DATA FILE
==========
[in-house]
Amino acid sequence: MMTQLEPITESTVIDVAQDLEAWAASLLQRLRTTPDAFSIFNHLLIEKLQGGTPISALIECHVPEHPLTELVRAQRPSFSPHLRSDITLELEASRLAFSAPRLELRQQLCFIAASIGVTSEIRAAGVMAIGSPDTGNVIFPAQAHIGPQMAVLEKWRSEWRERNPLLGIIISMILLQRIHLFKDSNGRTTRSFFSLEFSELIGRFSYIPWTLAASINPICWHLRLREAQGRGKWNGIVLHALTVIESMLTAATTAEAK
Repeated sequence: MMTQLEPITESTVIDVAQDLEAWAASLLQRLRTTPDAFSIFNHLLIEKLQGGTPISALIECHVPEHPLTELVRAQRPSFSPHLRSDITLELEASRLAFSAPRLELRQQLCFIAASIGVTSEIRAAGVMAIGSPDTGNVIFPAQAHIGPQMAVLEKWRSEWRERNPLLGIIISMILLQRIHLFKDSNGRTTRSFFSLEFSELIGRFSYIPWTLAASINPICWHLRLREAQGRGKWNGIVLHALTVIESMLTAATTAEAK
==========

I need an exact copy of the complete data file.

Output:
[in-house]
Amino acid sequence: MMTQLEPITESTVIDVAQDLEAWAASLLQRLRTTPDAFSIFNHLLIEKLQGGTPISALIECHVPEHPLTELVRAQRPSFSPHLRSDITLELEASRLAFSAPRLELRQQLCFIAASIGVTSEIRAAGVMAIGSPDTGNVIFPAQAHIGPQMAVLEKWRSEWRERNPLLGIIISMILLQRIHLFKDSNGRTTRSFFSLEFSELIGRFSYIPWTLAASINPICWHLRLREAQGRGKWNGIVLHALTVIESMLTAATTAEAK
Repeated sequence: MMTQLEPITESTVIDVAQDLEAWAASLLQRLRTTPDAFSIFNHLLIEKLQGGTPISALIECHVPEHPLTELVRAQRPSFSPHLRSDITLELEASRLAFSAPRLELRQQLCFIAASIGVTSEIRAAGVMAIGSPDTGNVIFPAQAHIGPQMAVLEKWRSEWRERNPLLGIIISMILLQRIHLFKDSNGRTTRSFFSLEFSELIGRFSYIPWTLAASINPICWHLRLREAQGRGKWNGIVLHALTVIESMLTAATTAEAK